The importance of physical beauty and indefinable nature of yearning is at the heart of His Lovely Wife, an exotic tale of passion, lust and loneliness set in the world's most romantic city. The lovely thirty-something Ellen Baxter is visiting Paris on the morning before the tragic car accident that killed Princess Diana. Ellen's scientist husband, Lawrence, is attending a prestigious physics conference, and both are staying at the Ritz.
The paparazzi pound the pavement outside the famous hotel, hoping to catch a
glimpse of Diana and inexplicably mistake Ellen for the famous Princess. Perhaps this is a portent for things to come; although Ellen has never thought much about Diana, lately she has been seeing the woman as a sort of kindred spirit, admiring
her for her efforts to finally achieve independence and build a life for herself apart from the strictures of the royal family.
At first, Ellen doesn't believe that it really was Diana in that car, under that bridge. She goes to the scene of the accident and sees the wreck, and the crowds trying to comprehend their grief. The sight of the flowers and wreaths spin her into a maelstrom of confusion and self-doubt, but nothing prepares her for the surprise she gets when Diana's spirit starts filtering into her consciousness.
Diana's voice becomes louder, and Ellen begins to obsess over Max Kafka, a photographer who put a picture of the Princess on one of the memorials lining the site of the accident. She decides to hunt him down
- not because she wants to interrogate him about his involvement, but because she feels strangely drawn to this enigmatic photographer, her feelings for him somehow tied to her feelings for Diana.
Lonely in her marriage, Ellen is the first to confess that she doesn’t have a single marketable skill except that she
is "good with people, and loves charities." Her mother, a former Miss Alabama with her singing ventriloquist act, instilled in Ellen from an early age that life is a pageant, "It's one big long beauty contest and the girl who gets the best husband wins." Consequently, Ellen is now approaching middle age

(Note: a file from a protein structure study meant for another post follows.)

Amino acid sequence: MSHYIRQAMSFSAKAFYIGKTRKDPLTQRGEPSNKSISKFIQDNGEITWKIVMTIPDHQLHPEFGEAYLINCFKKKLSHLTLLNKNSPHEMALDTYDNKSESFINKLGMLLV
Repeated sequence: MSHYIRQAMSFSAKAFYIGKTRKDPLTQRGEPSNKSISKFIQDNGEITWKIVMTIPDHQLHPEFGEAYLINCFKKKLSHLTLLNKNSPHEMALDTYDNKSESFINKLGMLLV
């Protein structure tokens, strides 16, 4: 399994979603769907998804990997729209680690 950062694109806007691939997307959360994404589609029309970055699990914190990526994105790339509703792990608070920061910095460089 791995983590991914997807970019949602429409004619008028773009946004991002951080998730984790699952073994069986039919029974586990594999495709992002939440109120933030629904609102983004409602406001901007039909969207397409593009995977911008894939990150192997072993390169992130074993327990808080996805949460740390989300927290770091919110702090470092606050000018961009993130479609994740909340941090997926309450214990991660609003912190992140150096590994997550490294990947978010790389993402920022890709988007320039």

and finds herself as a sort of "trophy wife" to a brilliant, talented, but distant man, who cares little about her emotional well-being
or her striving for independence.
Everything is frenetic for Ellen with everything rushing towards an end: "the summer, the century, the millennium, Diana" - perhaps her marriage to Lawrence will also come to an end, her efforts to have sex with Max her final swansong, before she must decide what to do. As she listens to Diana's voice inside her head, the Princess tells her she has spent so much of her adult life trying to figure out what she was doing on the planet and she doesn't think she ever feels like she's found the answer. It
is only through listening to Diana that Ellen can perhaps make sense of her own desires.
Author Elizabeth Dewberry cleverly uses Ellen's predicament – and her reaction to Diana's death - to cast a protracted eye on the human condition and the choices that people make and then regret. There
is sadness in Ellen's life, a feeling of wasted years, a mid-life crisis that is growing as the years steadily pass. The themes are the nature of adoration - Diana chose men who gave her what she wanted, and then she did all her charity work to compensate, because she still wanted to deserve it
- and the ability to connect: Ellen discerns that we are all intimately connected to the universe in ways we cannot explain, and sometimes she feels it, "that infinite yearning for light in my own center, plain as desire."
Unique and distinctive, His Lovely Wife weaves together complex observations on the importance of science and the nature of the universe and its view of a frustrated, lonely woman stuck in a vacuous marriage, whose yearning to connect is as dynamic and potent as it is contemporary. Dewberry, by the novel's end, is not able to resolve any of Ellen's issues, although her journey is fraught with much self-knowledge. It is only through listening to Diana's voice that Ellen comes to the conclusion that her ability to connect with someone through passion will define who she is and perhaps, in the process, make her a better person.